Alabama Will Prosecute Woman for Death of Her Unborn Baby — but Not the Person Who Shot Her


An Alabama woman has been indicted in the death of her unborn baby who was killed due to a shooting that arose from a dispute the baby’s mother initiated.

Marshae Jones, 27, of Birmingham, was indicted by a Jefferson County grand jury on a charge of manslaughter and taken into custody Wednesday, reported

According to the news report:

Though Jones didn’t fire the shots that killed her unborn baby girl, authorities say she initiated the dispute that led to the gunfire. Police initially charged 23-year-old Ebony Jemison with manslaughter, but the charge against Jemison was dismissed after the grand jury failed to indict her.

The shooting occurred in early December 2018, when Jones was five months pregnant. When police arrived at the scene of the shooting, they discovered Jones, who had been shot in the stomach, had been taken to a Fairfield convenience store.

Paramedics ultimately had Jones transferred to University of Alabama Hospital. Her unborn baby did not survive the shooting.

“The investigation showed that the only true victim in this was the unborn baby,’’ said Pleasant Grove police Lt. Danny Reid, according to the news report. “It was the mother of the child who initiated and continued the fight which resulted in the death of her own unborn baby.”

Reid said the fight between Jones and Jemison was over the baby’s father. An investigation revealed Jones initiated and continued to exacerbate the fight. Jemison defended herself and ultimately shot Jones in the stomach, causing the unborn baby’s death.

“Let’s not lose sight that the unborn baby is the victim here,’’ Reid said. “She had no choice in being brought unnecessarily into a fight where she was relying on her mother for protection.”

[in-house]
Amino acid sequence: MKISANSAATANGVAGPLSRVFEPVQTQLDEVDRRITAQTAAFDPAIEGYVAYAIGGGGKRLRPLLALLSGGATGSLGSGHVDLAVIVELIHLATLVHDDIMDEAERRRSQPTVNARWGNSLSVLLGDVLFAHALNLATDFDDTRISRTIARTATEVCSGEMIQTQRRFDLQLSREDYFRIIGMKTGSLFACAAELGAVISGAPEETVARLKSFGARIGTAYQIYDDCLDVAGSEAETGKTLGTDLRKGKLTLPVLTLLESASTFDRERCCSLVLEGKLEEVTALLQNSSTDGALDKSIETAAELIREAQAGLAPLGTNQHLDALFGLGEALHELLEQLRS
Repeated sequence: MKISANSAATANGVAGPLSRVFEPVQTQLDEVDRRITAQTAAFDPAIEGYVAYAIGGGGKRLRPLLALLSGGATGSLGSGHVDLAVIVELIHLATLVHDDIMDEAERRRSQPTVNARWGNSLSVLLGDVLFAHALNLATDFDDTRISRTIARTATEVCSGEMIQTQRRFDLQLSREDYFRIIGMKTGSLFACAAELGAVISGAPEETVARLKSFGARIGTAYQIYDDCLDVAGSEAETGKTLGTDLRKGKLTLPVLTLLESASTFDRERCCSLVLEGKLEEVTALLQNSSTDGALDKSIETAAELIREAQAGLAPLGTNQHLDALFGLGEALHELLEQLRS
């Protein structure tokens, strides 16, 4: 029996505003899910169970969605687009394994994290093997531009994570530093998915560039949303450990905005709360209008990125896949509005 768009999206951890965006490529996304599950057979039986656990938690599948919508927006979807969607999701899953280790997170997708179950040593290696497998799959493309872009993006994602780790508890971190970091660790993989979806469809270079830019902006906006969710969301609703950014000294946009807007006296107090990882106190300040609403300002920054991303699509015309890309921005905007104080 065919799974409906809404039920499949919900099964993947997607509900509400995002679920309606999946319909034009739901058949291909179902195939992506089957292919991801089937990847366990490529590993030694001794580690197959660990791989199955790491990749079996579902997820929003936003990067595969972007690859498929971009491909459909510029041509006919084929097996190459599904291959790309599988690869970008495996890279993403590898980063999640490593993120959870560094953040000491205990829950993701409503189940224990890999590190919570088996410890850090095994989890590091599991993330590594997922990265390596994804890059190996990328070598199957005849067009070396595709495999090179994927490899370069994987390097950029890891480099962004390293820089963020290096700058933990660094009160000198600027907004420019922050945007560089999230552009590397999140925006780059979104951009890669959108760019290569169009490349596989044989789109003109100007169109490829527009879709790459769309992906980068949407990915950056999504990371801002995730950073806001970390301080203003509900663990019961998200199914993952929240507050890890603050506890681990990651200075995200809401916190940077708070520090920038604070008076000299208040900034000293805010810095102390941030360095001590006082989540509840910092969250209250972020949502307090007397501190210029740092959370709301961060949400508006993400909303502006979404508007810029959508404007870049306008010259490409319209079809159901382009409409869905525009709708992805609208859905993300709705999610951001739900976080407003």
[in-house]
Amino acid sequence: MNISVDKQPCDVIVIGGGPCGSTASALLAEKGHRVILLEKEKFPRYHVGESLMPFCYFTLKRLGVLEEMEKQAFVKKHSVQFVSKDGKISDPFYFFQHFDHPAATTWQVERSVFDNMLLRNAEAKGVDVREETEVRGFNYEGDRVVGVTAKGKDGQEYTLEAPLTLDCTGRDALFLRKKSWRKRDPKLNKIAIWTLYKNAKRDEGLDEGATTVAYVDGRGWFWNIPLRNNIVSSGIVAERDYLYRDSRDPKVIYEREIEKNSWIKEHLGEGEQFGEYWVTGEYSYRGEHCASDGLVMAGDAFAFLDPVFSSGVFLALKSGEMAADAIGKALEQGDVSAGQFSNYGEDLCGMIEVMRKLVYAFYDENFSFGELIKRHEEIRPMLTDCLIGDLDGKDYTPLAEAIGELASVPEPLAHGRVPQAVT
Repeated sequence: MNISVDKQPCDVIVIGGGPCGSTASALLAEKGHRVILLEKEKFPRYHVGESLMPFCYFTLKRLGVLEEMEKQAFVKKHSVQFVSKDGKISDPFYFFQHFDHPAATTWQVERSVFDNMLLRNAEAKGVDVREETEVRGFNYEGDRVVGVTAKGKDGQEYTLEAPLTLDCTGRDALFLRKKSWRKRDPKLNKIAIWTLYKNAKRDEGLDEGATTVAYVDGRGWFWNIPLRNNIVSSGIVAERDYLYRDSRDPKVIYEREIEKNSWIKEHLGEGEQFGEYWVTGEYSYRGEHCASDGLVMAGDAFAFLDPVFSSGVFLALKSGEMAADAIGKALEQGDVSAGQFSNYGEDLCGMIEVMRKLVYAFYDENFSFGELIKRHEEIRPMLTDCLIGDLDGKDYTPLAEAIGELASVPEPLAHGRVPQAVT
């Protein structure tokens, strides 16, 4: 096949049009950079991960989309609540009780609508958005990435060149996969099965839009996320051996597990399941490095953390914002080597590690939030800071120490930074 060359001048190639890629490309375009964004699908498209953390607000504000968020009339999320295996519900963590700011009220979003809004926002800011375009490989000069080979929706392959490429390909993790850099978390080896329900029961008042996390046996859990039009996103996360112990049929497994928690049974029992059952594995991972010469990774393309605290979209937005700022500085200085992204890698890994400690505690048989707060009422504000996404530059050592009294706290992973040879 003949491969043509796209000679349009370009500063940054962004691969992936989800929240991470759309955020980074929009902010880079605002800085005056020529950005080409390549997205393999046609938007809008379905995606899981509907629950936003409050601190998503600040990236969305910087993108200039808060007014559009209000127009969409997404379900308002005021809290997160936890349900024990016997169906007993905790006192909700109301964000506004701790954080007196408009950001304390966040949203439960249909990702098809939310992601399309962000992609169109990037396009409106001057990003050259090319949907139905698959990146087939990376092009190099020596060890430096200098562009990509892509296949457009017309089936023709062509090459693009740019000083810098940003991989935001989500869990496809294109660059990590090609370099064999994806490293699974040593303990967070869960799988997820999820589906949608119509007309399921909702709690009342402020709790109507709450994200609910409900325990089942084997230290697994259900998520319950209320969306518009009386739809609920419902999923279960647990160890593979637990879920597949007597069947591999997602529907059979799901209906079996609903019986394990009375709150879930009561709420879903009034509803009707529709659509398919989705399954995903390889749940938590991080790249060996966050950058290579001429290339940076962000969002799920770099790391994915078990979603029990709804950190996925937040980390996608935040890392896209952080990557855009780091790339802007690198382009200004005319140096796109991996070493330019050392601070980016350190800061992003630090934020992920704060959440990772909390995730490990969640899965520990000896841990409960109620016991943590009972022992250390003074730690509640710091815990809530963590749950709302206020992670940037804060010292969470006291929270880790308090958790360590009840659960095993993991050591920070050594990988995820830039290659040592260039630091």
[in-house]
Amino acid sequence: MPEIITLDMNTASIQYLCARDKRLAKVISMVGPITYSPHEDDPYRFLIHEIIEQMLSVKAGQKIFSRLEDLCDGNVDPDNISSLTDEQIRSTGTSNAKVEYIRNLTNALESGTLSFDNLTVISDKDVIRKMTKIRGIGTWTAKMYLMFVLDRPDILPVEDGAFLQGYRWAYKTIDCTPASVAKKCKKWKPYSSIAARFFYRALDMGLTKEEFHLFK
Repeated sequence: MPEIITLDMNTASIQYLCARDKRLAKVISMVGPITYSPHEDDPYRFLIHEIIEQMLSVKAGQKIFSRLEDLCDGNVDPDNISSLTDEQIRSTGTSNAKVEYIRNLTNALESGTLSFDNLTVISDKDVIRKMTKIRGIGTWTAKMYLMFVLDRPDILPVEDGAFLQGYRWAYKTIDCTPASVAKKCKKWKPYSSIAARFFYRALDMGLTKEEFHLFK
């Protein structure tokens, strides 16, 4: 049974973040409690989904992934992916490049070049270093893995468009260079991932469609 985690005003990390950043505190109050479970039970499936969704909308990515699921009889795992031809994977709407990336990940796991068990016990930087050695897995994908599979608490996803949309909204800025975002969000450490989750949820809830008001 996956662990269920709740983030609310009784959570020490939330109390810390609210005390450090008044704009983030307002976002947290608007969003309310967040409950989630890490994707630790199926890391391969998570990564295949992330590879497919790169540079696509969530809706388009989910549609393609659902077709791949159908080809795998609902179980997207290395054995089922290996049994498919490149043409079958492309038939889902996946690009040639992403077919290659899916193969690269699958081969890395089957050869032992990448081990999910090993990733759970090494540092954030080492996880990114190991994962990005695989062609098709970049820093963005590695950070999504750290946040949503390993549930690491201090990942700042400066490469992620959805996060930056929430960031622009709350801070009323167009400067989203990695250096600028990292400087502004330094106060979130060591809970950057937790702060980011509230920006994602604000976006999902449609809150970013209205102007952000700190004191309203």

He added the unborn baby was “dependent on its mother to try to keep it from harm, and she shouldn’t seek out unnecessary physical altercations.”

Jones will be held on $50,000 bond.

Abortion rights organization the Yellowhammer Fund, a member of the National Network of Abortion Funds, condemned Jones’ indictment.

“The state of Alabama has proven yet again that the moment a person becomes pregnant their sole responsibility is to produce a live, healthy baby and that it considers any action a pregnant person takes that might impede in that live birth to be a criminal act,’’ said Amanda Reyes, executive director of the group, in a statement, adding:

Today, Marshae Jones is being charged with manslaughter for being pregnant and getting shot while engaging in an altercation with a person who had a gun. Tomorrow, it will be another black woman, maybe for having a drink while pregnant. And after that, another, for not obtaining adequate prenatal care.

We commit ourselves to making sure that Marshae is released from jail on bond, assisting with her legal representation, and working to ensure that she gets justice for the multiple attacks that she has endured.

In May, Alabama Gov. Kay Ivey (R) signed the Human Life Protection Act into law, one that makes most abortions in the state illegal. The law is scheduled to take effect in November, but Planned Parenthood and the ACLU have jointly filed a lawsuit that claims the abortion law is unconstitutional.

However, State Rep. Terri Collins, who introduced the legislation, said the lawsuit challenging the new law is all part of her plan to ultimately have the case before the U.S. Supreme Court.

“We expected them to file the motion,” Collins said, reported WHNT News. “They probably did it quicker than we thought they would, but that is fine, that’s a part of that expectation, and that’s what actually moves it along in that court process.”

The Alabama law prohibiting abortion provides for an exception only in the case of the mother’s serious health risk. It defines an unborn child as a human being, in utero, at any stage of fetal development.

“That’s the language Roe v. Wade used, in utero, which meant already a person, already pregnant, and then they said that child was not a person,” Collins said. “So, we used their language in our bill and so we feel like our bill is a little bit better vehicle to get them to actually review their decision.”


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